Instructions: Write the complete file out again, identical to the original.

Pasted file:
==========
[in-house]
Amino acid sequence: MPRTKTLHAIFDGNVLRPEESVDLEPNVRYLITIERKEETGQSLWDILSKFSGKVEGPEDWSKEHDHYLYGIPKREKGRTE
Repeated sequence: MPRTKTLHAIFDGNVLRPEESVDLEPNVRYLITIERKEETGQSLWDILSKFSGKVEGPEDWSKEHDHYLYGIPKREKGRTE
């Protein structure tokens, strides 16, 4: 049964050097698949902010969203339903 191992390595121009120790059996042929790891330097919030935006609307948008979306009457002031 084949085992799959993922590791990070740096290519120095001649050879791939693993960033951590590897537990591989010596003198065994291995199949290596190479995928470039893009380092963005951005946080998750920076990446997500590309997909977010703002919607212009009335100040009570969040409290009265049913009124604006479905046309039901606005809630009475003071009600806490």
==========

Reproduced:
[in-house]
Amino acid sequence: MPRTKTLHAIFDGNVLRPEESVDLEPNVRYLITIERKEETGQSLWDILSKFSGKVEGPEDWSKEHDHYLYGIPKREKGRTE
Repeated sequence: MPRTKTLHAIFDGNVLRPEESVDLEPNVRYLITIERKEETGQSLWDILSKFSGKVEGPEDWSKEHDHYLYGIPKREKGRTE
């Protein structure tokens, strides 16, 4: 049964050097698949902010969203339903 191992390595121009120790059996042929790891330097919030935006609307948008979306009457002031 084949085992799959993922590791990070740096290519120095001649050879791939693993960033951590590897537990591989010596003198065994291995199949290596190479995928470039893009380092963005951005946080998750920076990446997500590309997909977010703002919607212009009335100040009570969040409290009265049913009124604006479905046309039901606005809630009475003071009600806490």